You’ve probably heard a Scrum Master or a Scrum coach preaching before that ‘the user story needs to be at the right level’. While a user story in Scrum needs to be specific enough to be taken on by the team for implementation (clear WHAT and WHY), it needs to leave enough room for the team to find the best way of implementing it (a loose HOW).
As nothing is as powerful as a good example, I thought the following one would be worth sharing.
In the estimation meeting, this story was presented to the team:
As operations lead, for every log file in the central log directory I want to regularly collect data about the number of newly written log entries per time unit, so that I can use them for trend analysis in Graphite(*) and to spot (upcoming) incidents.
(*) Graphite is a tool for real-time charting of operational data
The acceptance criteria were given as follows:
- Number of added lines in log files is gathered in Graphite
- A graph exists in Graphite presenting the slope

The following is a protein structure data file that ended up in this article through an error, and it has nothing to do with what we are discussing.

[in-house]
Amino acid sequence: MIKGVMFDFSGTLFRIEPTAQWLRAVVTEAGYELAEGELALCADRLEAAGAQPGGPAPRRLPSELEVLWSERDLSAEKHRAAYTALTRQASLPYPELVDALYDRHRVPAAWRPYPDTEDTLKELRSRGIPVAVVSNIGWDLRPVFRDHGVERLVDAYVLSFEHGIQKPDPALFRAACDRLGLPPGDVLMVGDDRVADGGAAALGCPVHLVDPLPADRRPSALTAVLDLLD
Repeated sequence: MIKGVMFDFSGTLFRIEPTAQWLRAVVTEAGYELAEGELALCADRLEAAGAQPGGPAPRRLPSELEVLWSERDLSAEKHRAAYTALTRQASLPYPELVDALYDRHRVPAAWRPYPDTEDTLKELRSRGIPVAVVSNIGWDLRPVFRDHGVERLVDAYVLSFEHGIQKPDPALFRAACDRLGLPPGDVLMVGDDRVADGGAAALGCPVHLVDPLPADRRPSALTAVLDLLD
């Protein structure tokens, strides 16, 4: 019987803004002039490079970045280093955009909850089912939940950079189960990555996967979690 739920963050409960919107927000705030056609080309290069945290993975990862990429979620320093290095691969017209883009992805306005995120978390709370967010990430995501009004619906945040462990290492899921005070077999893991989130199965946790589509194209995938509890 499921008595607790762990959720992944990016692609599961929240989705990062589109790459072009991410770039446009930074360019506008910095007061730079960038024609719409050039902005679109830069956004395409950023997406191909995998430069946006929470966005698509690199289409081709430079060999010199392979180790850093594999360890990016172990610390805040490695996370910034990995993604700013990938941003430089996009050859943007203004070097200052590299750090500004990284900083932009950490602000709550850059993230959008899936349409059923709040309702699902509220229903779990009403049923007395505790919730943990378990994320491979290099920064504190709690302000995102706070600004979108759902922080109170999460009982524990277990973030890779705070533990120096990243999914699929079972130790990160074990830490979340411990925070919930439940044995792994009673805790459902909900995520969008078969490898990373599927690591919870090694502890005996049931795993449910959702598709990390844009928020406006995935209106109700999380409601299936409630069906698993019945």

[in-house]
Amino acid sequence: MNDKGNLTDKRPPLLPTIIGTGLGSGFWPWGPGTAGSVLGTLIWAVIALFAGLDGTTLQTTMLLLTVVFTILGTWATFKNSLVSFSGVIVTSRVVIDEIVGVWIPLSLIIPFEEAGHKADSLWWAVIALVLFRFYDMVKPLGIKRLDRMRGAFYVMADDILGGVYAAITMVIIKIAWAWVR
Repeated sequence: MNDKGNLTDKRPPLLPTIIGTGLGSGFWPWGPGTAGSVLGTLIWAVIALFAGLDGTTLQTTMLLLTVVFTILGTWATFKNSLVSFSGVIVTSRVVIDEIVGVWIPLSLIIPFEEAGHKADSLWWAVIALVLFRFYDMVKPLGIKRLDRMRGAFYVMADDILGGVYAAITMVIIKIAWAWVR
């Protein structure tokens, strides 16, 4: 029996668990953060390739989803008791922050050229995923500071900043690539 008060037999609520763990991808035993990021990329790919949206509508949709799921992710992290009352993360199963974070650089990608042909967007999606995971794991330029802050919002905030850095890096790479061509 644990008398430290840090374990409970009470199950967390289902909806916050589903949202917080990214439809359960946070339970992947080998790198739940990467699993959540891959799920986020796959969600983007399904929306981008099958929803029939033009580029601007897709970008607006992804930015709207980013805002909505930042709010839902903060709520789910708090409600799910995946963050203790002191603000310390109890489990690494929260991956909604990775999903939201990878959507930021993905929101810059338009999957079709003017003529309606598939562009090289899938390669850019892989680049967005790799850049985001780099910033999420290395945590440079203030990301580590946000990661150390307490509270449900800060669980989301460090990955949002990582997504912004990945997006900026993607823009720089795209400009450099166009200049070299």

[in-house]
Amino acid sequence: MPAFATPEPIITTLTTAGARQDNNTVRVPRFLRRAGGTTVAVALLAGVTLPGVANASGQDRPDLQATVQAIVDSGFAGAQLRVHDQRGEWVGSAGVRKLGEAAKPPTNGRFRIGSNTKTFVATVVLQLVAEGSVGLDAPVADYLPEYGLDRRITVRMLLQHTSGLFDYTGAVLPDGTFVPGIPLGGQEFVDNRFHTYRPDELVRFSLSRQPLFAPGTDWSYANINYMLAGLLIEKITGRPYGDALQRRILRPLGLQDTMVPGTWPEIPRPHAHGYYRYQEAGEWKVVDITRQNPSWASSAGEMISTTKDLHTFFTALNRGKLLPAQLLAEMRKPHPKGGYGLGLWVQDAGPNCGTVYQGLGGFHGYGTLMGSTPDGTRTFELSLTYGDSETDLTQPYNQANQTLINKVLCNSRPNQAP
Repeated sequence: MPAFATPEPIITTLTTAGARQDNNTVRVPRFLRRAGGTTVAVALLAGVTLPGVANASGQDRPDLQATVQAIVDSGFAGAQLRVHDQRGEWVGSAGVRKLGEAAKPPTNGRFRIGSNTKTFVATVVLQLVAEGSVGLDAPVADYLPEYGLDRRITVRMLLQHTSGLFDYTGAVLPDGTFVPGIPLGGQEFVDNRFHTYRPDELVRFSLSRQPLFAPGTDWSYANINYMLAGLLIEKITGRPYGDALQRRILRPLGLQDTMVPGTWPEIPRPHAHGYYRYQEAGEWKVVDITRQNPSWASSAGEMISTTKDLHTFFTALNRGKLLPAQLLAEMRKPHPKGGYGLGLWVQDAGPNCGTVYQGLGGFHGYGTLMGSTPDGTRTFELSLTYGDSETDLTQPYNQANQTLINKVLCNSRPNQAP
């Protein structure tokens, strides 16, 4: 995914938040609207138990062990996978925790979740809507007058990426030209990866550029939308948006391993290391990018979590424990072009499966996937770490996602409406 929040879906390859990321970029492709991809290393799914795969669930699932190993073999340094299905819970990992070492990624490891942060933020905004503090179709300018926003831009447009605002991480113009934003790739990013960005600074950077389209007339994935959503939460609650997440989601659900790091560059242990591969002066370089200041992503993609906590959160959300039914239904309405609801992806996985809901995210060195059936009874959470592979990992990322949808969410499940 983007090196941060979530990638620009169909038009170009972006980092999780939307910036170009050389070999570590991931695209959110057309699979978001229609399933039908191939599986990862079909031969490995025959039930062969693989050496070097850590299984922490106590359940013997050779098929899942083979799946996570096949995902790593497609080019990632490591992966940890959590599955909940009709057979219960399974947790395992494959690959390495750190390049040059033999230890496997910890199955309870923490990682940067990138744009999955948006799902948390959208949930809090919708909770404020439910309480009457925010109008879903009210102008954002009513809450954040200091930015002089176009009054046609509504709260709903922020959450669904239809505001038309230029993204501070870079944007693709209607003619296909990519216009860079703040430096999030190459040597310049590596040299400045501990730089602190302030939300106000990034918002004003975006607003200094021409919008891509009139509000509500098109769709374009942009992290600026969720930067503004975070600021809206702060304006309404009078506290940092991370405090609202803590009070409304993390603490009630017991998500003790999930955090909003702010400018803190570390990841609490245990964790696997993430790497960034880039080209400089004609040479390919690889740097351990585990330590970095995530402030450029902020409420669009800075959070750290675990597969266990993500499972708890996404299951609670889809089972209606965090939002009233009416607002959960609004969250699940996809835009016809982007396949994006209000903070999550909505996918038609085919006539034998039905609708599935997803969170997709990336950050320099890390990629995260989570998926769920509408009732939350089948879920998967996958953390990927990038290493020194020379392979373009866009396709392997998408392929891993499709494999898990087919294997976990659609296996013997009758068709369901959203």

- Newly created log files are automatically presented in Graphite
The team asked a few questions and folks started mulling over it. When we were just getting ready to do the actual estimation, one team member asked ‘Would it be ok to measure the size of the log files in bytes?’. While the PO thought it over, he added ‘That would be easier to implement’. After a brief discussion it became clear that the PO’s objectives would be reached with this alternative way (recording increase in bytes instead of lines of code). The story and the acceptance criteria were adjusted, the story was estimated and the team moved on.
What can we learn from this? First of all, I believe it’s a good sign if team members openly bring up questions like this. In this case, an opportunity to get the same business benefit for less effort would have been missed otherwise.
What was the issue? The way the story was formulated instantly narrowed down the (obvious) solution space available. So how could the story have looked like to be more open? Here is my suggestion:
As operations lead, for every log file in the central log directory I want to regularly collect data about
the number of newly written log entries per time unitthe growth rate of the log volume, so that I can use them for trend analysis in Graphite(*) and to spot (upcoming) incidents.
This way, the team might briefly discuss a few possible approaches (like collecting lines of code, bytes, whatever) in the estimation and work the rest out along the way.
Trust the Wisdom of Crowds, trust your team to handle a certain amount of looseness and you will be surprised. They will often come up with ideas / solutions that you would not have thought of yourself.
I hope this was helpful. Do you have other examples to share?